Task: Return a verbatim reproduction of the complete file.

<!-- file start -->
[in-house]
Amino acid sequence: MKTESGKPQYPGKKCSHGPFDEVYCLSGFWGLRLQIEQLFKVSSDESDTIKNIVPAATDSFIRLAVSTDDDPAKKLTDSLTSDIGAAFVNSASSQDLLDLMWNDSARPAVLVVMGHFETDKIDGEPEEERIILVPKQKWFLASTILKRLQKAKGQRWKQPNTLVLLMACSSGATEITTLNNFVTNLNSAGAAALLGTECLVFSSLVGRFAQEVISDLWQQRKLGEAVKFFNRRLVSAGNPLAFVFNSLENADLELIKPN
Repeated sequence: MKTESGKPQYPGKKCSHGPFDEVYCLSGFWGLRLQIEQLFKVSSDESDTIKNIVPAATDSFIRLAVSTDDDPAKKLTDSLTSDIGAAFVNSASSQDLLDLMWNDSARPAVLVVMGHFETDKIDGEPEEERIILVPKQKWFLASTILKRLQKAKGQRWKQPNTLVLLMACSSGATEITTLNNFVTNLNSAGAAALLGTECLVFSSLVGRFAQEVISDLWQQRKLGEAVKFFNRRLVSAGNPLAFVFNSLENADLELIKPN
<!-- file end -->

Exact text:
[in-house]
Amino acid sequence: MKTESGKPQYPGKKCSHGPFDEVYCLSGFWGLRLQIEQLFKVSSDESDTIKNIVPAATDSFIRLAVSTDDDPAKKLTDSLTSDIGAAFVNSASSQDLLDLMWNDSARPAVLVVMGHFETDKIDGEPEEERIILVPKQKWFLASTILKRLQKAKGQRWKQPNTLVLLMACSSGATEITTLNNFVTNLNSAGAAALLGTECLVFSSLVGRFAQEVISDLWQQRKLGEAVKFFNRRLVSAGNPLAFVFNSLENADLELIKPN
Repeated sequence: MKTESGKPQYPGKKCSHGPFDEVYCLSGFWGLRLQIEQLFKVSSDESDTIKNIVPAATDSFIRLAVSTDDDPAKKLTDSLTSDIGAAFVNSASSQDLLDLMWNDSARPAVLVVMGHFETDKIDGEPEEERIILVPKQKWFLASTILKRLQKAKGQRWKQPNTLVLLMACSSGATEITTLNNFVTNLNSAGAAALLGTECLVFSSLVGRFAQEVISDLWQQRKLGEAVKFFNRRLVSAGNPLAFVFNSLENADLELIKPN